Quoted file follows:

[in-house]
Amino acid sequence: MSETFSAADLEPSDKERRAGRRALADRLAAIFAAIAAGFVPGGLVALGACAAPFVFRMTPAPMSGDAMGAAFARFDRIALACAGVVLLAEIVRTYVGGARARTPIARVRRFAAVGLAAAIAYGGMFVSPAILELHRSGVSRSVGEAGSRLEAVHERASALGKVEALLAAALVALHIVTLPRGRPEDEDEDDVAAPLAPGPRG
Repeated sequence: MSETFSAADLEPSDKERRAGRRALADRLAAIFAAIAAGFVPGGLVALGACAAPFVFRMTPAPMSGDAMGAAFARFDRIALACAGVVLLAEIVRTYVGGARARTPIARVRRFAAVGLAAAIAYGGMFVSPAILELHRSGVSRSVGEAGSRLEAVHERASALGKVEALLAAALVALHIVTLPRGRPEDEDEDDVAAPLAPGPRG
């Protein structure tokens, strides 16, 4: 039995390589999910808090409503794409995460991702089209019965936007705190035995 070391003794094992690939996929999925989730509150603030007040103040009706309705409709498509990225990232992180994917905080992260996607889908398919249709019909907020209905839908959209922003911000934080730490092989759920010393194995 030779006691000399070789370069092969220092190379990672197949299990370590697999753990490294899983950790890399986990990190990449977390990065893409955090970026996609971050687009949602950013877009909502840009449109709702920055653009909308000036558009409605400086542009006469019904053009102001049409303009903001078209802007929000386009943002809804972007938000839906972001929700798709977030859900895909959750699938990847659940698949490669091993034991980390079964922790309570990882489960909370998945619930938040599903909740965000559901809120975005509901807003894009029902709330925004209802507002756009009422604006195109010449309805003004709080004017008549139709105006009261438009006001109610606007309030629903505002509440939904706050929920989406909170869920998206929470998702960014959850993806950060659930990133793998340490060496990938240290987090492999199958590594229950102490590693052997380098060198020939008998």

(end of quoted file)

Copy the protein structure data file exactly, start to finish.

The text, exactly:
[in-house]
Amino acid sequence: MSETFSAADLEPSDKERRAGRRALADRLAAIFAAIAAGFVPGGLVALGACAAPFVFRMTPAPMSGDAMGAAFARFDRIALACAGVVLLAEIVRTYVGGARARTPIARVRRFAAVGLAAAIAYGGMFVSPAILELHRSGVSRSVGEAGSRLEAVHERASALGKVEALLAAALVALHIVTLPRGRPEDEDEDDVAAPLAPGPRG
Repeated sequence: MSETFSAADLEPSDKERRAGRRALADRLAAIFAAIAAGFVPGGLVALGACAAPFVFRMTPAPMSGDAMGAAFARFDRIALACAGVVLLAEIVRTYVGGARARTPIARVRRFAAVGLAAAIAYGGMFVSPAILELHRSGVSRSVGEAGSRLEAVHERASALGKVEALLAAALVALHIVTLPRGRPEDEDEDDVAAPLAPGPRG
């Protein structure tokens, strides 16, 4: 039995390589999910808090409503794409995460991702089209019965936007705190035995 070391003794094992690939996929999925989730509150603030007040103040009706309705409709498509990225990232992180994917905080992260996607889908398919249709019909907020209905839908959209922003911000934080730490092989759920010393194995 030779006691000399070789370069092969220092190379990672197949299990370590697999753990490294899983950790890399986990990190990449977390990065893409955090970026996609971050687009949602950013877009909502840009449109709702920055653009909308000036558009409605400086542009006469019904053009102001049409303009903001078209802007929000386009943002809804972007938000839906972001929700798709977030859900895909959750699938990847659940698949490669091993034991980390079964922790309570990882489960909370998945619930938040599903909740965000559901809120975005509901807003894009029902709330925004209802507002756009009422604006195109010449309805003004709080004017008549139709105006009261438009006001109610606007309030629903505002509440939904706050929920989406909170869920998206929470998702960014959850993806950060659930990133793998340490060496990938240290987090492999199958590594229950102490590693052997380098060198020939008998």